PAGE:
Econ434handout3

Econ434handout3 - Chapter 46 CAPITALISM AND ITS...

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© Ralph T. Byrns Capitalism and Its Alternatives Contemporary Economics 1 Chapter 46 C C APITALISM AND I I TS A A LTERNATIVES H ow should societies be organized? What mix of allocative mechanisms seems fairest, or most efficient? The Soviet bloc’s collapse in the early 1990s and growing reliance on market forces in Eastern Europe, China, and Vietnam has many fans of capitalism gleefully proclaiming that centralized socialism is being swept into the dustbin of history. Will global capitalism eventually dominate all economic activity? Or is capitalism ultimately doomed, as many of its opponents steadfastly predict? Is a more genteel version of socialism the wave of the future? Might some societies survive as feudal monarchies, or may some countries increasingly revert to rule by religious zealots bound to traditional ways of life? Disagreements about human nature are at the core of such debates. Numerous allocative mechanisms, including brute force, tradition, random selection, queuing, and government, continue to be used to resolve some economic problems in all societies, but one message comes through loud and clear: The market is increasingly accepted as the dominant means of allocating resources to foster economic growth. Major reasons for this ascendance are ( a ) the emphasis on efficiency emerging from the growth of international trade, and ( b ) advances in telecommunications that have globalized information about the successes and failures of alternative economic systems. We begin this chapter with an overview of capitalism and libertarians, its strongest defenders. Anarcho-syndicalism, our second topic, shares with libertarianism distaste for government, but is less enamored of capitalism. Then we survey several types of socialism, including Marxism. After a bird's-eye view of how different social philosophies have been expressed in contemporary economies, the chapter concludes with discussions of possible limits to economic growth and "Buddhist economics"—the idea that the ultimate solution to economic want is spiritual rather than physical.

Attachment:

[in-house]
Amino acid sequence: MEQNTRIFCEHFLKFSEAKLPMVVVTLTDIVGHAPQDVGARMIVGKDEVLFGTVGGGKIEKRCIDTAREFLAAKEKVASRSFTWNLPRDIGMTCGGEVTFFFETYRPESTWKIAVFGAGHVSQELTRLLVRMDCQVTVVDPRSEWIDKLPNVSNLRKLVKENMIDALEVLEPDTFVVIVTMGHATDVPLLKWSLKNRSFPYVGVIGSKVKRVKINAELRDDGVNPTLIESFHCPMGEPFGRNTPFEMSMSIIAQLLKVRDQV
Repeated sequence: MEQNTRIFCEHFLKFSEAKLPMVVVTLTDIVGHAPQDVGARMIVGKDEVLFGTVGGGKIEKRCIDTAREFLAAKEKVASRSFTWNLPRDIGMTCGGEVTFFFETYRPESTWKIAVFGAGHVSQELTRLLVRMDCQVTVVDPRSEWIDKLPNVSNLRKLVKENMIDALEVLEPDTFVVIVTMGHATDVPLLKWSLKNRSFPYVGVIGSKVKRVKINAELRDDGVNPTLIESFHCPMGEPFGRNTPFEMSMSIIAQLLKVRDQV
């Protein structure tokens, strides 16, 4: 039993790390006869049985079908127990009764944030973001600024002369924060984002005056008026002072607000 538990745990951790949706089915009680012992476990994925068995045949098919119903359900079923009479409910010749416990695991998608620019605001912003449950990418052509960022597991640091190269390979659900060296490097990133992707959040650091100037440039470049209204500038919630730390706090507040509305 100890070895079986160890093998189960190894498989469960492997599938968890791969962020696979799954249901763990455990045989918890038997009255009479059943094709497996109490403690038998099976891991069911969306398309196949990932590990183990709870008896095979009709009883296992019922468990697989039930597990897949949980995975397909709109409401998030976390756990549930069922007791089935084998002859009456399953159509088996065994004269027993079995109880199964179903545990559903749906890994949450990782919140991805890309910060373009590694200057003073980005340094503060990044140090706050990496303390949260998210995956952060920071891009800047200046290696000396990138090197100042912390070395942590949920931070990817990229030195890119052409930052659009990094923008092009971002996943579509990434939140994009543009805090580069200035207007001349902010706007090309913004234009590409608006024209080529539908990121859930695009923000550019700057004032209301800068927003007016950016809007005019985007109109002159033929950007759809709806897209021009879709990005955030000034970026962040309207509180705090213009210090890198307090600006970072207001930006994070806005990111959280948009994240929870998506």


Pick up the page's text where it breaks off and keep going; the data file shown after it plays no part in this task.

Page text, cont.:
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© Ralph T. Byrns Capitalism and Its Alternatives Contemporary Economics 2 Perspectives on Capitalism Although market higgling and haggling predate written history, the first systematic description of capitalism was in Adam Smith's Wealth of Nations (1776). This pathbreaking book spawned countless studies of market economies. Most developed economies rely heavily on the market system, but markets have historically played only minor roles in the lives of most of the world's population. In some countries, primitive economic conditions limited market transactions; in others, leaders opposed to capitalism outlawed most market activities. The collapse of central planning in the Eastern bloc only hints at a worldwide evaporation of barriers to modern commercial activities.
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This note was uploaded on 01/12/2010 for the course ECON 434 taught by Professor Byrns during the Spring '09 term at UNC.

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Econ434handout3 - Chapter 46 CAPITALISM AND ITS...

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